By Ryan Prittie
Where: Carleton Dominion Chalmers Centre, 355 Cooper St., Ottawa
This free public lecture will be followed by a reception and book signing. No registration required. For more information contact Professor Sara Jamieson.
This year, for the first time in its thirty-five-year history, the Munro Beattie lecture will be delivered by a graphic novelist, the celebrated Canadian comics creator who publishes under the name of Seth. Entitled “Inkwell’s End,” the talk will take place on Saturday, March 21 at the Carleton Dominion Chalmers Centre.
Growing up as Gregory Gallant in a series of small Southwestern Ontario towns in the 1960s and 70s, Seth was a voracious reader of comics and soon began creating his own. After moving to Toronto and attending the Ontario College of Art (as it was then known), he began to develop the aesthetic associated with his mature work, an elegant and evocative drawing style influenced by the cartoonists whose work appeared in The New Yorker magazine in the 1930s and 40s.
Seth’s books include It’s A Good Life If You Don’t Weaken, an autobiographical narrative about a collector’s obsessive search for a forgotten cartoonist of the past, and The Great Northern Brotherhood of Canadian Cartoonists, a fictionalized account of a Canadian society in which comics creators are respected and revered. His most recent book, Clyde Fans, moves away from the metafictional, comics-centred concerns of these earlier works to tell the story of two incompatible brothers trying (and failing) to keep their family business afloat as the fan is quickly supplanted by the air conditioner. The Guardian hails the book as “a masterpiece” that excavates the melancholy at the heart of mid-twentieth-century capitalism.
In conversation with PhD candidate Ryan Prittie (Department of English), Seth discusses aspects of his work and life, from his interest in book design and the changing status of comics to the sadness of the past and his sense of having been “born old.”
Your talk this coming winter will mark the first time Carleton’s Munro Beattie lecture will be given by a comics creator. As you are no doubt aware, comics are now taught alongside traditionally “literary” texts; our department offers whole courses on comics that are very popular with students. I’d be interested to hear your thoughts on the changing reception of comics in the university and elsewhere.
In the words of the Grateful dead, “What a long strange trip it’s been”. When I was a child, comics were just comics. Not that I thought about them in any conscious way—they were too ubiquitous in a kid’s world to even ponder them. Like television or schoolyard chants there was no reason to even consider them. They were an everyday mundane aspect of childhood. Later as a teenager, when my interest in comic books became serious (and I decided to devote my life to them) I still considered them nothing more than an exciting entertainment genre. I certainly was very serious about them but I recognized that most folks thought of the comics medium as a bottom of the barrel medium—just mass-market junk. I never expected that to change.
But it certainly did change. By the time I’d got to high school comic books were on their way out as a mass-market medium. Sales were declining rapidly for mainstream companies. It looked like they were coming to an end. However, more interestingly, new kinds of comics were appearing (this was the 1980s)—comic books produced for adults, with a modern sensibility and with high-brow aspirations. I’d lost interest in mainstream comics by this time and these new comics showed me the way. I’d found my calling. This was very exciting to me—and I had great belief in the medium itself as a way to tell real stories about real life—but I certainly had no faith that the “real” world outside of the comics shops would ever embrace or understand what I and my peers were trying to do. Long story short—30 some years later everything has changed. The graphic novel has remarkably become a fixture in bookstores and comics are reviewed in the New York Times, cartoonists are profiled in the New Yorker, comics are taught in university and perhaps most surprising to me—the old mainstream comics that I abandoned decades ago have become the main thread of popular culture. Now bus drivers and scientists and CEO’s know who Iron Man or the Black Widow or Stan Lee are. I certainly never would never have predicted that!!!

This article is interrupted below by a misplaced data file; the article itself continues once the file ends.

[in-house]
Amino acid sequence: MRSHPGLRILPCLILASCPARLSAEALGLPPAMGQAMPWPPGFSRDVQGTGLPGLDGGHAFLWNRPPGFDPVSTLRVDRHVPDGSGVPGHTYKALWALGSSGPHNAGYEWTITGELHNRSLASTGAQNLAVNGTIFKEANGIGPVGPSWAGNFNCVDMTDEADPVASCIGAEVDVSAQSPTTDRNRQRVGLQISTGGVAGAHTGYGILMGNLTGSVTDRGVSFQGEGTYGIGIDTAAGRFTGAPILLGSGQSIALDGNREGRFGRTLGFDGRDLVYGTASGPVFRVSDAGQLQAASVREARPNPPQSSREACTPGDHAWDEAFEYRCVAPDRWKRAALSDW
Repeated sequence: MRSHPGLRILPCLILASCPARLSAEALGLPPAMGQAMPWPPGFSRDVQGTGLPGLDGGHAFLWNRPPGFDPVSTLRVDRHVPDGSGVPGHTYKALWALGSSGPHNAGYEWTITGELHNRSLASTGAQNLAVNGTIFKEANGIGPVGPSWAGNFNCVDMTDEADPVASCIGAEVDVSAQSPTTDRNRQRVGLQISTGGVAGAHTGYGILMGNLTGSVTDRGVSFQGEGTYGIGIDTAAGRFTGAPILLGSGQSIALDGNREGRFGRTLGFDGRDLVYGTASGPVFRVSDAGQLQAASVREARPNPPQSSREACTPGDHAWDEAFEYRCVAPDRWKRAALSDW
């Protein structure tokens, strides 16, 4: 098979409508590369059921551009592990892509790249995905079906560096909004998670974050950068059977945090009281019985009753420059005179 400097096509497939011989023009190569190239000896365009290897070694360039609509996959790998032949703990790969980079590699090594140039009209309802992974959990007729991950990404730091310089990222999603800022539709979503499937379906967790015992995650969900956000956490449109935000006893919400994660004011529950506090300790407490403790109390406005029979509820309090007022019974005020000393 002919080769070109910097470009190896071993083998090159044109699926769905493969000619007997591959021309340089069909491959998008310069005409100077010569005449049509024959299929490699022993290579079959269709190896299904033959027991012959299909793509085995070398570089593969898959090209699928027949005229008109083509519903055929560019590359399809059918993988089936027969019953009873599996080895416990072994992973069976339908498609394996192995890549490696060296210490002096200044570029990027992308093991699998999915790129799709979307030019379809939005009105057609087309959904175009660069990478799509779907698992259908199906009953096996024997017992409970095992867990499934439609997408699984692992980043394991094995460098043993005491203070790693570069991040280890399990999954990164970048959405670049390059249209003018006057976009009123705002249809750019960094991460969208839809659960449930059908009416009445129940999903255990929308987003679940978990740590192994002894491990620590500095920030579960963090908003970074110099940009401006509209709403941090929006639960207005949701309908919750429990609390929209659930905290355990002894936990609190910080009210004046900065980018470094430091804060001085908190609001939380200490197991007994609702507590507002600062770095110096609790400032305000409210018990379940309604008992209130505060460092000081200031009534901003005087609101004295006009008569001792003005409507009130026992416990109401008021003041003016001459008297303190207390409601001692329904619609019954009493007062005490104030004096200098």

Your upcoming lecture is titled “Inkwell’s End.” You certainly don’t have to reveal everything, but could you give us a general sense of what you have in mind for the lecture?
Very straightforward, really. A career overview. “Inkwell’s End” is the name of my house in Guelph but it also implies a journey’s end. Where that inkwell has led me. That’s what I intend to talk about. My childhood interest in the medium, the touchstone influences and then what my work is about and where it is going. All this will be done, without notes, but guided by many PowerPoint images.
A lot of your work, from It’s a Good Life…, to Palookaville, to works such as The Great Northern Brotherhood of Canadian Cartoonists draw inspiration the atmosphere of small-town Ontario. What is it about these small towns that make them a continued source of interest for you? Do you see your work as relating to other textual representations of small-town Ontario, such as the work of writers like Alice Munro, Robertson Davies, or Stephen Leacock?”
I grew up in small towns and though I lived in Toronto for 20 years it turns out that those small towns had a lasting effect on me. I would have denied this during those first ten years in Toronto—in those years I was furiously urban (and shaking the dust of the small town from my feet) but over time I’ve come to find myself constantly going back (in my mind) to those little places. I’ve never made a conscious attempt to employ those small towns as a theme or a motif in my work…but they have made their way into my iconography year by year. Some time ago someone commented to me about how rural my imagery was and I realized, with a shock, that the urban images I drew for so long in Toronto had been replaced with rolling hills and country roads. A result of living in Guelph for the last two decades I guess.